Swami Ramdev: Ek Sangharsh — Notes from the premiere of a TV show about Patanjali guru

You know you’ve signed up for strange when you share your destination, as the ‘other’ jholawala (journalist, writer, presstitute etc) present in a compartment of the Delhi metro, and aren’t even carrying one yourself. “Yaar 6 ghante waste karva diye apne humare,” one of the aged men says, adjusting a jhola on his shoulder that has 'Patanjali', 'Yoga' and 'Self and “National” Character” Building' printed on it. Safe to assume at this point that we are all headed to Model Town — Chhatrasal Stadium to be precise — for the premiere of Swami Ramdev: Ek  Sangharsh.

Dreading a Karni Sena-style intervention by Ramdev fans miffed with this small screen representation of the Baba, I am a little cold by the time I reach the venue. Chhatrasal is a multipurpose stadium, with a racing track running along the oval edges of a grass field. The security checks are maximum, attention to them minimum. For all that, the arrangements are decent. Men, women and children of all ages loiter around, sporting saffron scarves. It's 4 pm on a Saturday and I'm not expecting much of a turnout, until I enter the stadium and see a crowd numbering anywhere between 10,000-15,000.

In this sea of saffron, I — having chosen to wear black for some reason — stick out. I walk along the railing, wishing people would look elsewhere and plant myself at the end of the human sea (that's sporting nauseating bright colours). T he grass field at the centre of the stadium is lit by an absurdly warm winter sun, and populated by hundreds of people squatting in yoga pants on yoga mats. (Do they expect to break into a session of Kapalbhati Pranayam?) For some reason, I feel hungry at this point.


At the Chhatrasal Stadium, during the premiere of Swami Ramdev: Ek Sangharsh. Photos courtesy the writer

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The stage is located in the shade. I can — with my eagle-eyed vision — spot the man of the hour, and some other men and women of 2014-2019. There are two screens behind them, and two opposite. Acharya Balakrishna, aka Baba Ramdev’s Robin, takes to the mic. The sound system is atrocious — those firang acoustics, I tell you. No one can understand what is being said. I hear the Acharya shout “Vande Mataram” and “Bharat Mata Ki Jai”, followed by the kind of deathly silence that people without linked Aadhaar cards get these days when they try to avail of public services. The Acharya yells at the top of his lungs to overcome the deficiencies of the sound system.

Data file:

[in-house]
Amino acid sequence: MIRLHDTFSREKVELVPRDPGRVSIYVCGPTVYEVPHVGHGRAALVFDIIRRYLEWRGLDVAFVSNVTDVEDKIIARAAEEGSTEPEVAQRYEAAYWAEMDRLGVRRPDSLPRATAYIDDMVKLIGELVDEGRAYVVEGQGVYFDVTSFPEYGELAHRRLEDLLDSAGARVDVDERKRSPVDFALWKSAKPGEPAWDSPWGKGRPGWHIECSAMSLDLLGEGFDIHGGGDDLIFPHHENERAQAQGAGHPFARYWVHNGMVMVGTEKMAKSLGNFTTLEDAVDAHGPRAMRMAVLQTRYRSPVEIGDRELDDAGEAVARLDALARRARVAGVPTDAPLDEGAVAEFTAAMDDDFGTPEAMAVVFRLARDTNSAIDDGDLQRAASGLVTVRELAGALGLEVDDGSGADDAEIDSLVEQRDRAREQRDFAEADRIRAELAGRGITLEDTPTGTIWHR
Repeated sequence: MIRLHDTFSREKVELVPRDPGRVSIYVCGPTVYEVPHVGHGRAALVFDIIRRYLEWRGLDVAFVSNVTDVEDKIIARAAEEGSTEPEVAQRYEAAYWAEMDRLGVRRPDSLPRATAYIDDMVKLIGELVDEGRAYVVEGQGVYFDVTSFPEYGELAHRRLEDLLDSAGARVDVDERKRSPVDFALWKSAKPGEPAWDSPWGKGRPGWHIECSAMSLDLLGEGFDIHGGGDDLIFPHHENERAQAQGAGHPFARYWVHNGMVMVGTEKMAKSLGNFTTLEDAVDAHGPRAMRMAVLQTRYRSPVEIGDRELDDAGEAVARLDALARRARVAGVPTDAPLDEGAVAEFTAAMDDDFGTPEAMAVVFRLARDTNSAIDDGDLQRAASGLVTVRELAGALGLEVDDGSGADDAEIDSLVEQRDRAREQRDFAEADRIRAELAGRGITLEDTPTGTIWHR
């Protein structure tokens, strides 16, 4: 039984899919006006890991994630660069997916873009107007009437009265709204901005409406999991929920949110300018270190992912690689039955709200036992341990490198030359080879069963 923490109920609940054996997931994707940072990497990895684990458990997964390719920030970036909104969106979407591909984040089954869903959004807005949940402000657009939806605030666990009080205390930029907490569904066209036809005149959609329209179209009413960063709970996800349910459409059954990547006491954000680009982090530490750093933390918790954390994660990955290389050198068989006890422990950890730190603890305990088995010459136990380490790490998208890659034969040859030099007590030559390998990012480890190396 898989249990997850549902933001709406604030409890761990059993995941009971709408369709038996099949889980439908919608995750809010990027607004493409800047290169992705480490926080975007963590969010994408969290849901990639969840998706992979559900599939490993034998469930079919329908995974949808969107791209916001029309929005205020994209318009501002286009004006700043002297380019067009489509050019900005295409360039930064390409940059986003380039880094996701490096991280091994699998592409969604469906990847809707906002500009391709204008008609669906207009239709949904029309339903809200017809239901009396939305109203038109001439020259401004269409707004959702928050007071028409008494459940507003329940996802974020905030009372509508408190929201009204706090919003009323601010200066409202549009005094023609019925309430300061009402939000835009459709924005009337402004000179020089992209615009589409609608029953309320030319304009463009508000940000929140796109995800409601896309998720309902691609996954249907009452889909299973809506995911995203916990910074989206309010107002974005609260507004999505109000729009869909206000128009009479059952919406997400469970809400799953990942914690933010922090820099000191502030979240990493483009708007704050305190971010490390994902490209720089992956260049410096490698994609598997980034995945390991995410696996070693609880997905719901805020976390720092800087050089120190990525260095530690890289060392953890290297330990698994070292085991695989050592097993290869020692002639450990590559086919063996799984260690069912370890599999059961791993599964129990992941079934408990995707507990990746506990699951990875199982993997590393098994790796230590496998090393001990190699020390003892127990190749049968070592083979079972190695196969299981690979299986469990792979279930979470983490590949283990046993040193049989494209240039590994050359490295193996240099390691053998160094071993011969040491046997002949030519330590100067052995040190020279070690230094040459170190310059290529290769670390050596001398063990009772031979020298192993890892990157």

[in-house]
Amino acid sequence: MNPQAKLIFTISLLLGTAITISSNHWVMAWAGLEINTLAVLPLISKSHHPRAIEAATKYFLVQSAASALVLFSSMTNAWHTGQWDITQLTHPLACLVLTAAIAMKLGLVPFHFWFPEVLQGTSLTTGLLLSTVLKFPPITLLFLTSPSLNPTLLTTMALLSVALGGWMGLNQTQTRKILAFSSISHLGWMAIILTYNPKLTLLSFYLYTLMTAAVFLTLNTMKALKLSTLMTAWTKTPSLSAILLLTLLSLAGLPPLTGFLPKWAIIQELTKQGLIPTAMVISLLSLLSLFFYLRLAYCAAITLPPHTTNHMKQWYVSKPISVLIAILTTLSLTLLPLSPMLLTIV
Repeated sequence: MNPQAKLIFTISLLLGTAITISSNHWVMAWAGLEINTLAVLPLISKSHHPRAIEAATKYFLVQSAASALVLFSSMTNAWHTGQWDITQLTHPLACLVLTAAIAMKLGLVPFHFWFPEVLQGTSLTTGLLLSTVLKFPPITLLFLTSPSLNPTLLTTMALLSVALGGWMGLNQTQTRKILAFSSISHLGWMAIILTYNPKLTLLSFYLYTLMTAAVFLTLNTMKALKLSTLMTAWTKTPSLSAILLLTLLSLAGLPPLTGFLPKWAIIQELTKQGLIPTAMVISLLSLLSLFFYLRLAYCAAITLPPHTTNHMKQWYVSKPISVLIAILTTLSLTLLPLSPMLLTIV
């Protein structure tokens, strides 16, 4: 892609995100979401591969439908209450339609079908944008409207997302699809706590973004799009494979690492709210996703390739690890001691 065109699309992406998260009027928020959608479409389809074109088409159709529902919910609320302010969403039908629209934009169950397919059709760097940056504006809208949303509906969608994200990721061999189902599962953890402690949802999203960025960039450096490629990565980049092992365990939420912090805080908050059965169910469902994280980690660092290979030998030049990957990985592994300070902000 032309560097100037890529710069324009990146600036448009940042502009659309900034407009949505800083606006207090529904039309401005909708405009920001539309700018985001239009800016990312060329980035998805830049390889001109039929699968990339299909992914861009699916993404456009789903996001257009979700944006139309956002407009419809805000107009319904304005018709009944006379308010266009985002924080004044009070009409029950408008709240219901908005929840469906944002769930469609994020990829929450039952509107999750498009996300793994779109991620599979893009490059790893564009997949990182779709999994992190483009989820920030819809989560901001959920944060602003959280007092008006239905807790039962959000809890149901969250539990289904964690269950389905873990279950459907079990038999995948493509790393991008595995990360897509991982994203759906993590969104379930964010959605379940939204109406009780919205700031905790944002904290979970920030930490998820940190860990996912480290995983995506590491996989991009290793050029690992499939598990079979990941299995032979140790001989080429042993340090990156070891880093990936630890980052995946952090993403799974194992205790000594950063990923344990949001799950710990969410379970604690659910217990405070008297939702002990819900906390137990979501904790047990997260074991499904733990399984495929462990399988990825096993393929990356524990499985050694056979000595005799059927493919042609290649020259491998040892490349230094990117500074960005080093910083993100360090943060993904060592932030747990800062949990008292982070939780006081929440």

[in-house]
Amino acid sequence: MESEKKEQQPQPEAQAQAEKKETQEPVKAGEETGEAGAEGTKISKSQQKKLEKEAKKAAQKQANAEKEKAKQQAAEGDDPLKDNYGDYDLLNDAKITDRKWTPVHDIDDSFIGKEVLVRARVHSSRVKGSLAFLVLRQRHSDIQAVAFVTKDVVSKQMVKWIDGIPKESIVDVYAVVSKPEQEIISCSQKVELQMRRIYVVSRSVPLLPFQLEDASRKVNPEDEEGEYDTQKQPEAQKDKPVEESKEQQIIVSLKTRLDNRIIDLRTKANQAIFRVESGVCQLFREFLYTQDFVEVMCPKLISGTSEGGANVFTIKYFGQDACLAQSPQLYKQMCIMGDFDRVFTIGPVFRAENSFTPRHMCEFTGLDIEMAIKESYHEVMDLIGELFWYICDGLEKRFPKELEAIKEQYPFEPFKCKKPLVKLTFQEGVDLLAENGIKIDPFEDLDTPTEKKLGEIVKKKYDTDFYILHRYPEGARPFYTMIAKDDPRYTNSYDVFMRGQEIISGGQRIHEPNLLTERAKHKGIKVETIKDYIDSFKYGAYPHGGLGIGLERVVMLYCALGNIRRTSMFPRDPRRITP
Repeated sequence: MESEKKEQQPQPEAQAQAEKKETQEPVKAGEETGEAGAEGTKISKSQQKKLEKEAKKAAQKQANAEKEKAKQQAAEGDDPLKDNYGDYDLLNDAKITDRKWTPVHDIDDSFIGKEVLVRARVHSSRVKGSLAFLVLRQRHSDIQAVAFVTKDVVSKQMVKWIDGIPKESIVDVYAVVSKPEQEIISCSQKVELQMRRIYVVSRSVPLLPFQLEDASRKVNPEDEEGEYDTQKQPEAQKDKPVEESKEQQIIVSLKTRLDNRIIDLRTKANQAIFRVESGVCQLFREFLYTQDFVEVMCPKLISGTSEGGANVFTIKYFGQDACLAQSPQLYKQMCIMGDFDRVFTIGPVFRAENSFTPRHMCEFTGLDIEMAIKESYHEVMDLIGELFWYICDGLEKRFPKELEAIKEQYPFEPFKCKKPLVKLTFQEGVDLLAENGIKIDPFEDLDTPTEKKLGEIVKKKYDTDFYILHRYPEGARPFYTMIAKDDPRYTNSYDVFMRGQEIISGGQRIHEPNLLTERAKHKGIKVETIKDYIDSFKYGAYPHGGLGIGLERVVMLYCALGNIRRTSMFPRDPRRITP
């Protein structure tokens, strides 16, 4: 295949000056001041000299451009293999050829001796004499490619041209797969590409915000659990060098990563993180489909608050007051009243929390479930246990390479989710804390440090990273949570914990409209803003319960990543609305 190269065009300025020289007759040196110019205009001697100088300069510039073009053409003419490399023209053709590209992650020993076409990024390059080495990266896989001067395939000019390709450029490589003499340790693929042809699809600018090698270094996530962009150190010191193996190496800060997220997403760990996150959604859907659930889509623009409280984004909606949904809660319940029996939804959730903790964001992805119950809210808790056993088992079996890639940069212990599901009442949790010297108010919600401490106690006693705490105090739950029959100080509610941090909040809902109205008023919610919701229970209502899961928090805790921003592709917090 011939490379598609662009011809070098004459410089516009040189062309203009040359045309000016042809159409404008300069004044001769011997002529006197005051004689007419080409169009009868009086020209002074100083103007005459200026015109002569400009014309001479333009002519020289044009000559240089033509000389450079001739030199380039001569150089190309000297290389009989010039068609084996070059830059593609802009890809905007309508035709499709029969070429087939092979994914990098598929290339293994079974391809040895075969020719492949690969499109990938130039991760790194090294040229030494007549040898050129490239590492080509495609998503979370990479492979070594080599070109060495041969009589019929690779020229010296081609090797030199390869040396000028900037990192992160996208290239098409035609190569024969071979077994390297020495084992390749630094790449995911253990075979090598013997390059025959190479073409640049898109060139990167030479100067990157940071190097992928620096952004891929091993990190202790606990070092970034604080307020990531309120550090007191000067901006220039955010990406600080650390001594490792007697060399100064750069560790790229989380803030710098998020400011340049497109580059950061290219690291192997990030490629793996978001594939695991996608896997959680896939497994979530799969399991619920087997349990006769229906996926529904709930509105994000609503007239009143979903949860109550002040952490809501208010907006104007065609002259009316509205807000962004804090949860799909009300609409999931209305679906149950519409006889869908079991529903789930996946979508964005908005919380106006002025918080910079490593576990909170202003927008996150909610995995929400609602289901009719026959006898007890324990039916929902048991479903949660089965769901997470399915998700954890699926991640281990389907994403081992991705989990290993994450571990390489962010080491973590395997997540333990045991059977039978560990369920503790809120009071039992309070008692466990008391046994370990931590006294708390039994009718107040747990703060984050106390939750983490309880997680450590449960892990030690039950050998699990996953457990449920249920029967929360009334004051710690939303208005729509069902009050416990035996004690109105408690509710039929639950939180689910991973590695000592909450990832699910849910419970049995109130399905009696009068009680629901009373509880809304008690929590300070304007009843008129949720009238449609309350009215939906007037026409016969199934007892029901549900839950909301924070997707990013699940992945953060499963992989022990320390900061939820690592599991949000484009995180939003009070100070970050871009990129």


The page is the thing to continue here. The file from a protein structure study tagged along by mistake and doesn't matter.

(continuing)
Apart from the awful assault on my hearing, there are a number of ironies that Baba’s aide joyfully slips past: he denigrates the ‘foreign', vouches for ‘swadeshi’ and thanks a US-based television network — all in the same breath. Not to mention the gazillion technologies and techniques that made filmmaking possible and weren’t invented in Swades (both, the geographic idea and the Shah Rukh Khan film). I guess I’m reading too much into it. As he speaks, a number of men race around the track handing people flags. Those on the grass — who are possibly either dehydrated and/or sunburnt by now  — get caps as well. Has Patanjali come up with sunblock or is that too videshi a thing, I find myself wondering at this point.

On with the show then (as the young boy sitting next to me has twice said, 'Bas ab lagaa do yaar). The episode begins with the celebration of Janmashtmi. Resident king, who is also a patriarch, sexist and elitist, gives resident mother figure a dreaded shraap – but not before he tries to physically torture one child and kill another; enough spoilers.

All that said, the show — given the evidence — looks decent. The acting is bearable and even though it stereotypes the hell out of skin colour (and in one utterly awkward moment has an inexplicable ... how do I say it?... under-chest shot of mother figure crossing a wire fencing), it does okay. Baba survives and grows up to be a gymnast or gifted or something. That is only the first half hour of it, and it puts The Theory of Everything to shame. I’m told there will be 84 episodes in total, 80 of which are probably unnecessary. Even Ramanand Sagar’s Ramayana lasted only for 72. Despite that Swami Ramdev: Ek Sangharsh will surely be a hit, but will it be a bigger hit than Baba himself?  Life is too short to find out, sometimes 84-episodes short.

P.S. Chhatrasal was a warrior who fought against Aurangzeb. MP Maheish Girri continued the good fight into the 21st century and was recently awarded for it. Sangharsh jaari hai!

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Updated Date: Feb 14, 2018 14:37:01 IST

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